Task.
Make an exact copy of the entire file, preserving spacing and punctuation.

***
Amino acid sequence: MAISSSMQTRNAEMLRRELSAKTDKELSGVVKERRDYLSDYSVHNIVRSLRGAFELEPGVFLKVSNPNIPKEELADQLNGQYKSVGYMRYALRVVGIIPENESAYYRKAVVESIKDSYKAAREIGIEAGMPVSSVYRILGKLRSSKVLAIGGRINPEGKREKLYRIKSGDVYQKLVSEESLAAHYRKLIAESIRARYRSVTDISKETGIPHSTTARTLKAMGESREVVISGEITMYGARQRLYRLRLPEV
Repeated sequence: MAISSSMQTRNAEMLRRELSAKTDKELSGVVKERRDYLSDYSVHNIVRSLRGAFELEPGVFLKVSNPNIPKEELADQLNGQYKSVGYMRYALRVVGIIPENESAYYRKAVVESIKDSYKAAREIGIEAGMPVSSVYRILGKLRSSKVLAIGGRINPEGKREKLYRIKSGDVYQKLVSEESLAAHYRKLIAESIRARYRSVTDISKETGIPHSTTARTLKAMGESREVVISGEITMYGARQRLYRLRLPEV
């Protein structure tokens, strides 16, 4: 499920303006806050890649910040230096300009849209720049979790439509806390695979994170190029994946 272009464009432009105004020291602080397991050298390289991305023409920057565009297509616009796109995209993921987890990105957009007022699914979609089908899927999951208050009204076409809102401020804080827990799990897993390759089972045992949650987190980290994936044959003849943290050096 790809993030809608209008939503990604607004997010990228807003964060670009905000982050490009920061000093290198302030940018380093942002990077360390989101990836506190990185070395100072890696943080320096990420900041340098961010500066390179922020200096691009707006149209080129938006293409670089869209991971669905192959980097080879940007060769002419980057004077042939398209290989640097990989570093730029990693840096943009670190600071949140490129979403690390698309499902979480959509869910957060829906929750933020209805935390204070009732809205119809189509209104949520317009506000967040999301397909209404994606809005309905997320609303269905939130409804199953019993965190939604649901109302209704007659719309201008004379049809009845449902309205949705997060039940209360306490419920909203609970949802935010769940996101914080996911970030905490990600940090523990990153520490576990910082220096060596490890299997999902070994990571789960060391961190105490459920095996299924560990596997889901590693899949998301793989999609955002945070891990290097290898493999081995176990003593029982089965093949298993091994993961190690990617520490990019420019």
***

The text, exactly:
Amino acid sequence: MAISSSMQTRNAEMLRRELSAKTDKELSGVVKERRDYLSDYSVHNIVRSLRGAFELEPGVFLKVSNPNIPKEELADQLNGQYKSVGYMRYALRVVGIIPENESAYYRKAVVESIKDSYKAAREIGIEAGMPVSSVYRILGKLRSSKVLAIGGRINPEGKREKLYRIKSGDVYQKLVSEESLAAHYRKLIAESIRARYRSVTDISKETGIPHSTTARTLKAMGESREVVISGEITMYGARQRLYRLRLPEV
Repeated sequence: MAISSSMQTRNAEMLRRELSAKTDKELSGVVKERRDYLSDYSVHNIVRSLRGAFELEPGVFLKVSNPNIPKEELADQLNGQYKSVGYMRYALRVVGIIPENESAYYRKAVVESIKDSYKAAREIGIEAGMPVSSVYRILGKLRSSKVLAIGGRINPEGKREKLYRIKSGDVYQKLVSEESLAAHYRKLIAESIRARYRSVTDISKETGIPHSTTARTLKAMGESREVVISGEITMYGARQRLYRLRLPEV
């Protein structure tokens, strides 16, 4: 499920303006806050890649910040230096300009849209720049979790439509806390695979994170190029994946 272009464009432009105004020291602080397991050298390289991305023409920057565009297509616009796109995209993921987890990105957009007022699914979609089908899927999951208050009204076409809102401020804080827990799990897993390759089972045992949650987190980290994936044959003849943290050096 790809993030809608209008939503990604607004997010990228807003964060670009905000982050490009920061000093290198302030940018380093942002990077360390989101990836506190990185070395100072890696943080320096990420900041340098961010500066390179922020200096691009707006149209080129938006293409670089869209991971669905192959980097080879940007060769002419980057004077042939398209290989640097990989570093730029990693840096943009670190600071949140490129979403690390698309499902979480959509869910957060829906929750933020209805935390204070009732809205119809189509209104949520317009506000967040999301397909209404994606809005309905997320609303269905939130409804199953019993965190939604649901109302209704007659719309201008004379049809009845449902309205949705997060039940209360306490419920909203609970949802935010769940996101914080996911970030905490990600940090523990990153520490576990910082220096060596490890299997999902070994990571789960060391961190105490459920095996299924560990596997889901590693899949998301793989999609955002945070891990290097290898493999081995176990003593029982089965093949298993091994993961190690990617520490990019420019």